Some 38 English local authorities have failed to carry out and publish assessments of local childcare since 2012, despite being legally required to do so – a report suggests.
The Family & Childcare Trust today claimed these councils are putting government childcare plans in significant jeopardy. Many of them have a chronic shortage of childcare places, so are failing to meet the needs of working parents.
Trust chief executive Stephen Dunmore said: ‘These are worrying findings at a time when the Government is pushing through its ambitious and welcome plans to make childcare more affordable for parents.
‘Demand for extra hours of free childcare is likely to be high and we are concerned that a significant number of local authorities in England will not be able to meet this demand. We are calling on central Government to hold local authorities to account if they fail to monitor and publish childcare data by making it a requirement for receiving funding for the extended free childcare offer.’
Authorities named include Harrow, Bristol, Torbay and Tower Hamlets, all of which have high childcare costs due to lack of supply.
In contrast, Bolton, South Gloucestershire, Buckinghamshire and Bracknell Forest were praised for showing no significant childcare gaps or shortages, monitoring local childcare places, and having action plans in place to make sure they meet the needs of families.
The Trust is calling for the Department for Education (DfE) to provide guidance to local authorities to help them monitor childcare effectively, and provide funding to help close the gaps.
In 2015 only 43% of local authorities in England, and 18% in Wales have enough childcare to meet the needs of working parents, down from 46% and 50% respectively in 2012.
A Department for Education spokesperson said: ‘We want every family to have access to flexible and affordable high quality childcare. The latest figures show that 99% of four-year-olds and 94 per cent of three-year olds are accessing the Government’s free childcare offer. And we are doubling the amount of hours on offer to working parents, helping them back into employment if they want to work.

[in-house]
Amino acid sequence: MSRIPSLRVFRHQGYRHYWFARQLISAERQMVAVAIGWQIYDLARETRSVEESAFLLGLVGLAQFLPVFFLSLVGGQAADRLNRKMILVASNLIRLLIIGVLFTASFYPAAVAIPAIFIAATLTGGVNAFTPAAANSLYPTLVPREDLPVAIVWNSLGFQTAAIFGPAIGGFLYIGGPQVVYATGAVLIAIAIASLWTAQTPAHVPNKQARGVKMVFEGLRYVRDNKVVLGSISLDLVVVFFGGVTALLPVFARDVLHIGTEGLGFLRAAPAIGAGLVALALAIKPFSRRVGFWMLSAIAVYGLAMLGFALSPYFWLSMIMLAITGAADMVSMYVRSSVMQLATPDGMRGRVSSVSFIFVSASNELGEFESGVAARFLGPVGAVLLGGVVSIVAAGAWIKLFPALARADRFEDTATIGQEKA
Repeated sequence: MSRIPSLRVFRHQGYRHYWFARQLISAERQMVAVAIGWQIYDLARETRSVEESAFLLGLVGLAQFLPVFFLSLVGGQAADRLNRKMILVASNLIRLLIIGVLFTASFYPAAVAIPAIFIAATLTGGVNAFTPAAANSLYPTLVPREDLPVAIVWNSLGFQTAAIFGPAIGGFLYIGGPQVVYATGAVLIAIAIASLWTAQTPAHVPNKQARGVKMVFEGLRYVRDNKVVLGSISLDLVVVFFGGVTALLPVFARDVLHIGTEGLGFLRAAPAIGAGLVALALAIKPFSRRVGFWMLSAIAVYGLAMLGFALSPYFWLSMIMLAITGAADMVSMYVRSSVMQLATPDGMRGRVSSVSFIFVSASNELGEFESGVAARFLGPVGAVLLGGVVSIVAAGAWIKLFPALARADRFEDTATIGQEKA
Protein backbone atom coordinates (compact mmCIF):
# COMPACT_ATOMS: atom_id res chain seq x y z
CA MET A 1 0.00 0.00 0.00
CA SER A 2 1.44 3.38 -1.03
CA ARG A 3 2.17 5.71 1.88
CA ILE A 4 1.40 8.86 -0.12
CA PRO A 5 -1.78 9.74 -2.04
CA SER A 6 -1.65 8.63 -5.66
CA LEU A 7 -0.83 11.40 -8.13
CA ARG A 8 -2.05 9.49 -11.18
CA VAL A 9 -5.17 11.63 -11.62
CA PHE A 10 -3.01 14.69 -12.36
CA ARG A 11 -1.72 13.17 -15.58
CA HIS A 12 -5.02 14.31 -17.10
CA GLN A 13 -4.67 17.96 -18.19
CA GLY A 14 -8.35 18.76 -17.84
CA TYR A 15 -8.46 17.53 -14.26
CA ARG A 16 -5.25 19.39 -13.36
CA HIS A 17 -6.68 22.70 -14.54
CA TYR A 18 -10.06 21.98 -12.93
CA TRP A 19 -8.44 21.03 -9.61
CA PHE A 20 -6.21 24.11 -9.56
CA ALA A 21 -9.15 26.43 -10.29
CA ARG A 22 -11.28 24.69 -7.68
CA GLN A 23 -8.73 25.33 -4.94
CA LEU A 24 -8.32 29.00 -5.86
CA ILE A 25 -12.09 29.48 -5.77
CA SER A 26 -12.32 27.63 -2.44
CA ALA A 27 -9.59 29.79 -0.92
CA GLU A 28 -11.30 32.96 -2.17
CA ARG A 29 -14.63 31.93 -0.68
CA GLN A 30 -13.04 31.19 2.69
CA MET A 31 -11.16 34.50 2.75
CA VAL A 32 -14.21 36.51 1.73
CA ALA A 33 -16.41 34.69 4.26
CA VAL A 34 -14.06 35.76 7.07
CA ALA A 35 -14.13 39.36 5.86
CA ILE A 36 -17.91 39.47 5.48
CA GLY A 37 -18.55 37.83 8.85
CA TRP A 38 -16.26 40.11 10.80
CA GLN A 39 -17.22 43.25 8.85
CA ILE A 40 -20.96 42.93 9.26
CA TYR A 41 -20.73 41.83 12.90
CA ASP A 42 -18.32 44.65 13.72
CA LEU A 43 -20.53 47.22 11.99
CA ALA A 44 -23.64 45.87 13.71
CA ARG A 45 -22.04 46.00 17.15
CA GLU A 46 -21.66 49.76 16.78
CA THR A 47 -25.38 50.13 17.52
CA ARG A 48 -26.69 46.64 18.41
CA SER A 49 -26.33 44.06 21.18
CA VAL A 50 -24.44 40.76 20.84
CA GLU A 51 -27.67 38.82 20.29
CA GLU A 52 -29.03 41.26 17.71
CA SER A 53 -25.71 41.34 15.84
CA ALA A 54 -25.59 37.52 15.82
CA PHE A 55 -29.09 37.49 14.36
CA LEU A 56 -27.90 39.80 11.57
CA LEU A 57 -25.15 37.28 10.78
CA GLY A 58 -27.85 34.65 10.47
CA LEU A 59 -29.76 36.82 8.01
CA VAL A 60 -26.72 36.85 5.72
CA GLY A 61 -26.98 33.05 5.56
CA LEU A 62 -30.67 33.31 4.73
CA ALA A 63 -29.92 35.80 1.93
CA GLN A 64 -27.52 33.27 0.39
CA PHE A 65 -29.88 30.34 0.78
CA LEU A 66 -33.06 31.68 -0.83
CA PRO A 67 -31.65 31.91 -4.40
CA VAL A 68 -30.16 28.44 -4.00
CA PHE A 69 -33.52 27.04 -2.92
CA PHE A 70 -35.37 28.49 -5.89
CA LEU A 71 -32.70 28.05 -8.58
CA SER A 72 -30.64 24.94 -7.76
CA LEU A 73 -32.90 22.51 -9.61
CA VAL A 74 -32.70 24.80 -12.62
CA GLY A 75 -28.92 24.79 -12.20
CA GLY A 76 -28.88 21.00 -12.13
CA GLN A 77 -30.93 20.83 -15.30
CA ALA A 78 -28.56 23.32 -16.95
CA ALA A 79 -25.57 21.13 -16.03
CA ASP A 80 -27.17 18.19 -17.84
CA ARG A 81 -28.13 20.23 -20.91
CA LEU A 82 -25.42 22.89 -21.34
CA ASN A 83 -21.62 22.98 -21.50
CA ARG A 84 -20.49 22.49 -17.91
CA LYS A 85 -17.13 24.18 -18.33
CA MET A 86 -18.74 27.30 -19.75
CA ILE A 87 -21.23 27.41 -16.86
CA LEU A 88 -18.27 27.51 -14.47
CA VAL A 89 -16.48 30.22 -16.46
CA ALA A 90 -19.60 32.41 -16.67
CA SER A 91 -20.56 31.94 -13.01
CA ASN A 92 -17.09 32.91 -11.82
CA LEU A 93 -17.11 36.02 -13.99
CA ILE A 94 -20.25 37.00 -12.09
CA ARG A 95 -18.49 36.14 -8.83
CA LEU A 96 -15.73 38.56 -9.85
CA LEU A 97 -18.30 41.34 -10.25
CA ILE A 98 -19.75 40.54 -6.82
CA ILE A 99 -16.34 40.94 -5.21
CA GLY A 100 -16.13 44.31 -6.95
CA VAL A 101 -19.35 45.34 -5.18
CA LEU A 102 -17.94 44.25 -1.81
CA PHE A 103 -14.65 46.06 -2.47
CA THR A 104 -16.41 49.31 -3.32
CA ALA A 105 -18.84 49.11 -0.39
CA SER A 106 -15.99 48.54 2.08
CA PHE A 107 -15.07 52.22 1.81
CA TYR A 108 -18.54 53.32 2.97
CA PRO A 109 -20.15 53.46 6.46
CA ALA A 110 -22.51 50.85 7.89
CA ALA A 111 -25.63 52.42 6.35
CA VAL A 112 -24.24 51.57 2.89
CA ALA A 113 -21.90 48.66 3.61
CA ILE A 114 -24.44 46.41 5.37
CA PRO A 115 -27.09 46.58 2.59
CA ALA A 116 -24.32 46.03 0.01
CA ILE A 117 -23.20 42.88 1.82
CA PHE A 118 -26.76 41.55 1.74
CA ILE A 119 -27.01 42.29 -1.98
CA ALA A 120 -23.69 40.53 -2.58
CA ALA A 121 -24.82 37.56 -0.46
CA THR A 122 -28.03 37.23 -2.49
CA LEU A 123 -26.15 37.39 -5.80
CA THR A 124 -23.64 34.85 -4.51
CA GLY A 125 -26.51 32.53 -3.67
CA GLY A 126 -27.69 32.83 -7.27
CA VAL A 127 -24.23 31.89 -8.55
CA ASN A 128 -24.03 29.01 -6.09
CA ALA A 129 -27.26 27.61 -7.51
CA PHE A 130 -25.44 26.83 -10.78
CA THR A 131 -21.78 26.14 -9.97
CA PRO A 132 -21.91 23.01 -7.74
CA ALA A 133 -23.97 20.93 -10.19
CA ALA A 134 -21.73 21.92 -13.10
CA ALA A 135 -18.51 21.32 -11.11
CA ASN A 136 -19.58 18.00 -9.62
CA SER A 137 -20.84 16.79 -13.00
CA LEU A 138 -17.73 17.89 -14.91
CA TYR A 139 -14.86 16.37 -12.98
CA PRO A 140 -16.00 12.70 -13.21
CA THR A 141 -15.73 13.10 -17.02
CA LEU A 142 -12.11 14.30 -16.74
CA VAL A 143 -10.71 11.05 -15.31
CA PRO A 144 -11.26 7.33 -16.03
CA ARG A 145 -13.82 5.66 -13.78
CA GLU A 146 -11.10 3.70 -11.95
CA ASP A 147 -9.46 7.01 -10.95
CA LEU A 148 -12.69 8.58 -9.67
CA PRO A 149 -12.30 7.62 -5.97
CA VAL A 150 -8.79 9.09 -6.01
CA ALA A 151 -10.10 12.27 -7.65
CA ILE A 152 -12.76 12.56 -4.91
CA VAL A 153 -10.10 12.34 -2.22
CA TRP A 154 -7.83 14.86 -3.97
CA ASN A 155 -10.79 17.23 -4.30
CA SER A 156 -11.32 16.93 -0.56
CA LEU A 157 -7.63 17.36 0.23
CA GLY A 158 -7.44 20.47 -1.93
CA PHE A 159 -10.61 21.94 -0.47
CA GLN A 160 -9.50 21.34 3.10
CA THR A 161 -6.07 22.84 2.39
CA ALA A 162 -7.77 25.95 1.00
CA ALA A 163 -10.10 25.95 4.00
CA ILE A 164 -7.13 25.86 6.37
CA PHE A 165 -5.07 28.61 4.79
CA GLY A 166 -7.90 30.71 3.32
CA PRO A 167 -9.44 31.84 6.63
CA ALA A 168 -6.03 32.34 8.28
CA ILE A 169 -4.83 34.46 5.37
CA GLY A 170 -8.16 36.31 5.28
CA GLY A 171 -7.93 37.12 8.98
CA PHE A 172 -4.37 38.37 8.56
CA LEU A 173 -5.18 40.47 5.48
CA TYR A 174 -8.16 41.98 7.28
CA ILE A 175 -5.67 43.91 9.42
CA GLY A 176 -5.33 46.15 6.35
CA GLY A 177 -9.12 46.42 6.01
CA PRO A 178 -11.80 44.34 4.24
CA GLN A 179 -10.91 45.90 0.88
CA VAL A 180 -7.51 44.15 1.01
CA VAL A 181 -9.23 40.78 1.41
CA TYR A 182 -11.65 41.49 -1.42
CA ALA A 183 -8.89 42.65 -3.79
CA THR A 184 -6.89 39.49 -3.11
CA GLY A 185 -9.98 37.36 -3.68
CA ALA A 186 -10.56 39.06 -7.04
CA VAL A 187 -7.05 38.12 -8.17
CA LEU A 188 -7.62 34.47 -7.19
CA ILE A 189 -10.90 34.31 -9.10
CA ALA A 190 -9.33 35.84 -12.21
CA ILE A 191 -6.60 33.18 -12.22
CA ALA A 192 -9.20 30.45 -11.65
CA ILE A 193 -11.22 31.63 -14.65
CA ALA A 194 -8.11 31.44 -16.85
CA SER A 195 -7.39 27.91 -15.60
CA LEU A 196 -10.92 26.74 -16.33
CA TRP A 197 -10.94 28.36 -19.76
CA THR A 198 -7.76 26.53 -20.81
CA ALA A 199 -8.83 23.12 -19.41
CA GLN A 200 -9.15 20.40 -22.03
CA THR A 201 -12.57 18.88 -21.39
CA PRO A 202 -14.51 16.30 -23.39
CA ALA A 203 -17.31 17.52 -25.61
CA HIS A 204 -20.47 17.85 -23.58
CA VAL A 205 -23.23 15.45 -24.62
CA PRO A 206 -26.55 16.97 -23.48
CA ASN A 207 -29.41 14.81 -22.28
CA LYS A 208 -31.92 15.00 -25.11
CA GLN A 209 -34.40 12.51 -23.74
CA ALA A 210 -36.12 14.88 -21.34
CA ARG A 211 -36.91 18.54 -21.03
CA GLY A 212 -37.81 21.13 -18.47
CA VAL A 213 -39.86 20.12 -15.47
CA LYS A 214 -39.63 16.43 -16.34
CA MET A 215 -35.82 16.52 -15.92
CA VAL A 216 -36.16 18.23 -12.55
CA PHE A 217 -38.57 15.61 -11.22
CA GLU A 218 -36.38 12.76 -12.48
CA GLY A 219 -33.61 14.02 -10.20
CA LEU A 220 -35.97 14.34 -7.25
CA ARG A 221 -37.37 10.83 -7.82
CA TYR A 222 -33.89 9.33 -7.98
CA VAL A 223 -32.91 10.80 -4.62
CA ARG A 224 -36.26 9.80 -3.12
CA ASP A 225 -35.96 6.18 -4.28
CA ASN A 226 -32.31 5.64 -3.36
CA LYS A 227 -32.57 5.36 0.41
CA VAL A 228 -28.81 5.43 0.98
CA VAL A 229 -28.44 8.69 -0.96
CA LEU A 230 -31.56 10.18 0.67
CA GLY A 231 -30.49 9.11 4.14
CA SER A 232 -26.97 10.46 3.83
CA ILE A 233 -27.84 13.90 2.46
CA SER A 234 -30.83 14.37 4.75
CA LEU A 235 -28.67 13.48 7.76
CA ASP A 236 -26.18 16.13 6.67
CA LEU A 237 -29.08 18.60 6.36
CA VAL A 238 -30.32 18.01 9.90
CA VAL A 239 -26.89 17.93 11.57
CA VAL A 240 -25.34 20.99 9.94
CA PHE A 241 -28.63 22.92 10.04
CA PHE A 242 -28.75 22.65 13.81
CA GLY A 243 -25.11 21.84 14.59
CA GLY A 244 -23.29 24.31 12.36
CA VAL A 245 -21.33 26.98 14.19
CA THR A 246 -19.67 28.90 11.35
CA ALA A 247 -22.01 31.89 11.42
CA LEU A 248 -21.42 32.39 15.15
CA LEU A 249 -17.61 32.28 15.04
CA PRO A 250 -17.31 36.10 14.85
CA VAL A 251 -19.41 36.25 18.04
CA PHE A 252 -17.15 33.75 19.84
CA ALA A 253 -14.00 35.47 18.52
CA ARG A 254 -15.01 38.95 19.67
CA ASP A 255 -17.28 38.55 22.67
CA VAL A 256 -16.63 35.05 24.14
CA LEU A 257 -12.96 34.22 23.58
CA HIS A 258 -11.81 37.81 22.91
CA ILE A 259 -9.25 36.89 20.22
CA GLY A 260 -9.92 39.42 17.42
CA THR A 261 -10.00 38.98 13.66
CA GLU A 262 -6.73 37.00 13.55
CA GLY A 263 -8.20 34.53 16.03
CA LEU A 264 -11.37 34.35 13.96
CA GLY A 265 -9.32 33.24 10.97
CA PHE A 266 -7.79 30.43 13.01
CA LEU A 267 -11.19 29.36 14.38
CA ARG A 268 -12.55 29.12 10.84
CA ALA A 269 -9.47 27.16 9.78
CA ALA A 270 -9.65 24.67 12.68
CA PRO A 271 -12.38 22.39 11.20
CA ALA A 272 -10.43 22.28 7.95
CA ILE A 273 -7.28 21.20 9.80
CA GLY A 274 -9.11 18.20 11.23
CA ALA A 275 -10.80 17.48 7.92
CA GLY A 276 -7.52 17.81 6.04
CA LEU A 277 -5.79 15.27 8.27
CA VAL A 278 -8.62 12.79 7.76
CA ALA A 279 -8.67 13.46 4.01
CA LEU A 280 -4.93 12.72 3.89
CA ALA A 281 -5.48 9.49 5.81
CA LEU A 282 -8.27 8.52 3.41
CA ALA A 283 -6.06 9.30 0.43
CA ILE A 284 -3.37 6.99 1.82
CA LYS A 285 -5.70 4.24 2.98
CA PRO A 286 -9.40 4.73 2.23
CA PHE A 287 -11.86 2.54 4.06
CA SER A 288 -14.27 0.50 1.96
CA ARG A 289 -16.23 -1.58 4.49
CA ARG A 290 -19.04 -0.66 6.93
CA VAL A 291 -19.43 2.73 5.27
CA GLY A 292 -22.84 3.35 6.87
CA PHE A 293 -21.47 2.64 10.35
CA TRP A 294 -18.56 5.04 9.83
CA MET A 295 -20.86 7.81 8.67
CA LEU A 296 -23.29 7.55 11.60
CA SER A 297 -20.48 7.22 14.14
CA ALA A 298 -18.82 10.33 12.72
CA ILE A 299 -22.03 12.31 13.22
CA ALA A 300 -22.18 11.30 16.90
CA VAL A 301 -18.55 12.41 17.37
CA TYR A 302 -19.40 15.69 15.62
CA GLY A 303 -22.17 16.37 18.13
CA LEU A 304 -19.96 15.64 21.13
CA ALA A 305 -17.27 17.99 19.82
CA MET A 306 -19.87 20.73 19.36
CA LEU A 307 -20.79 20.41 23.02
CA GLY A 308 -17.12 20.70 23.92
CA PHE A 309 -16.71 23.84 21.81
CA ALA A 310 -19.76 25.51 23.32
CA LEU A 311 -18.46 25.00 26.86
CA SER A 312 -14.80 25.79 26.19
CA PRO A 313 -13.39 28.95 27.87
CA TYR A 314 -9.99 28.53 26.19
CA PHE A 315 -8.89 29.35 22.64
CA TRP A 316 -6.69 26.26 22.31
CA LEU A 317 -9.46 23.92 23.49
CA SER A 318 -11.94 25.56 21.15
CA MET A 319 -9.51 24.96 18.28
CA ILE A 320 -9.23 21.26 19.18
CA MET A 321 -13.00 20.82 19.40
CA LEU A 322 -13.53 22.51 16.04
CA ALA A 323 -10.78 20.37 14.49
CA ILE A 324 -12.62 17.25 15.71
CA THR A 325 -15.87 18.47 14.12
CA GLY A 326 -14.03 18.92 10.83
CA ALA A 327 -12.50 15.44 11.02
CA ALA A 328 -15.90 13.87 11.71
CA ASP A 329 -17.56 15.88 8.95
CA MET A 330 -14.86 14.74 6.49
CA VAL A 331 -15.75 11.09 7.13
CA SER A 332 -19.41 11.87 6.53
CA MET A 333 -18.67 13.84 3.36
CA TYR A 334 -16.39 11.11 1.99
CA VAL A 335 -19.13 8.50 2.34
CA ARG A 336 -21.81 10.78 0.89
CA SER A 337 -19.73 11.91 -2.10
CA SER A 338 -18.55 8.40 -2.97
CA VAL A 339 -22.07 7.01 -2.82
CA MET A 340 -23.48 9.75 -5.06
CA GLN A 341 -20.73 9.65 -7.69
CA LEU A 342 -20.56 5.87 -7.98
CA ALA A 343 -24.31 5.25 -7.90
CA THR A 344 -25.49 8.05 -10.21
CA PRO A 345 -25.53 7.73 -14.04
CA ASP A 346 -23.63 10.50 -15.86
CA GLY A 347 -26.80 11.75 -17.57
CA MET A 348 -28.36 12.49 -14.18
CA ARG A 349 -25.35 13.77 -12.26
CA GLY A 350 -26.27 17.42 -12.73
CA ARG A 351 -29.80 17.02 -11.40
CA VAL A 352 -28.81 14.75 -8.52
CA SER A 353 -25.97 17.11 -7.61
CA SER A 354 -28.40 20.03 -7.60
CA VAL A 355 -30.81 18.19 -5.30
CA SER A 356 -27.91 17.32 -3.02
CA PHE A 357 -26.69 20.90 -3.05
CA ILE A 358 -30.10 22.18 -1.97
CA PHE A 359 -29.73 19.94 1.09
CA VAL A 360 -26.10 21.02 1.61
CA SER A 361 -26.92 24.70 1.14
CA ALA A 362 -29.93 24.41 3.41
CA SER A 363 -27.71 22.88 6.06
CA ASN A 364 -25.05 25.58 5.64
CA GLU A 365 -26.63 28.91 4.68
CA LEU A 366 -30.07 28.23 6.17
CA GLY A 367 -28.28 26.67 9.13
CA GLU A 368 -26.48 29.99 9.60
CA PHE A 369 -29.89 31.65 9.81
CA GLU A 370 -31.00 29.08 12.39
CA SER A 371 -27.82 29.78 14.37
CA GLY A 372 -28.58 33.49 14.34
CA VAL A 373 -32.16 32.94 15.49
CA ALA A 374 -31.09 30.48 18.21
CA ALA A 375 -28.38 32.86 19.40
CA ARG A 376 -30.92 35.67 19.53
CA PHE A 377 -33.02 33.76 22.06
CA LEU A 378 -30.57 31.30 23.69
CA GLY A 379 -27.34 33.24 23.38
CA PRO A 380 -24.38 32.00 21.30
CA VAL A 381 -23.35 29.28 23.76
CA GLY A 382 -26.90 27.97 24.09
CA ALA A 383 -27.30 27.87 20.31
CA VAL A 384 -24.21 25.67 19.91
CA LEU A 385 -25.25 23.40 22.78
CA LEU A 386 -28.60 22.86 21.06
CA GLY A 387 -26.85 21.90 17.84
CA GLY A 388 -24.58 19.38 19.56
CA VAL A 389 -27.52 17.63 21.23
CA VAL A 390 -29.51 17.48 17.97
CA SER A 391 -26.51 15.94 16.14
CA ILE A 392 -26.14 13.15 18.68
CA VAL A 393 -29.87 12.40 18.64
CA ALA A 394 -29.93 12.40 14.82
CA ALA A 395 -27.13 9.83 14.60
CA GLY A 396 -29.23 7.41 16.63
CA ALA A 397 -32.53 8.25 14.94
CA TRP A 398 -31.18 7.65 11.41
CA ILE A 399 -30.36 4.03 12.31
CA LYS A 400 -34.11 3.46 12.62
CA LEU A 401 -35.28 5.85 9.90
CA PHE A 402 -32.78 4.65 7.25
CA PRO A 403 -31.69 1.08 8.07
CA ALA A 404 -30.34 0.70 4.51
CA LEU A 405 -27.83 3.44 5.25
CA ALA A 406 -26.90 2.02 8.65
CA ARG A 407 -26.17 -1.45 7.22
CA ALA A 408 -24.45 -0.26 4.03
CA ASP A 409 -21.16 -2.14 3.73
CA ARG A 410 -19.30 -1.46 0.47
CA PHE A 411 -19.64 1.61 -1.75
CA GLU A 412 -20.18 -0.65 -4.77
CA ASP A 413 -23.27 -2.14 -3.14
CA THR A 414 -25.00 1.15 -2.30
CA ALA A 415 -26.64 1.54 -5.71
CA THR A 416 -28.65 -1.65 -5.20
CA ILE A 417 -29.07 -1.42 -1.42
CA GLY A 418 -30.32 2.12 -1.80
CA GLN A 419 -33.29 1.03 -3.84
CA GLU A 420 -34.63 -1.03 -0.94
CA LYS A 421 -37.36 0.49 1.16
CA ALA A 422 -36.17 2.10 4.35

‘In addition, for the first time, more than one million children are now receiving provision in good and outstanding settings. This means they are receiving expert care while their parents return to work, should they choose to do so. ‘With more families than ever accessing childcare, new businesses can enter the market and existing ones can expand. We are crystal clear that councils should pass our funding in full to local childcare providers, and we have also committed to a funding review that will increase the amount providers receive.’
Cllr David Simmonds CBE, chairman of the Local Government Association’s children and young people board, said: ‘The Government’s commitment to increase free provision for three and four-year-olds to 30 hours a week by 2017 will help alleviate pressure but it has to be properly funded in order to ensure that the problems some parents experience with accessing childcare are fixed.
‘Across the country, councils are working with local, private, charitable and voluntary organisations to ensure there are as many high quality and affordable nursery places as possible, but with funding wrapped up in the red tape of the wider schools budget, the current system is stifling councils’ ability to deliver the level of childcare that we all know we need.
‘With Britain's baby boom continuing, we urgently need to see the removal of barriers that stand in the way of delivering a more flexible and affordable childcare market.’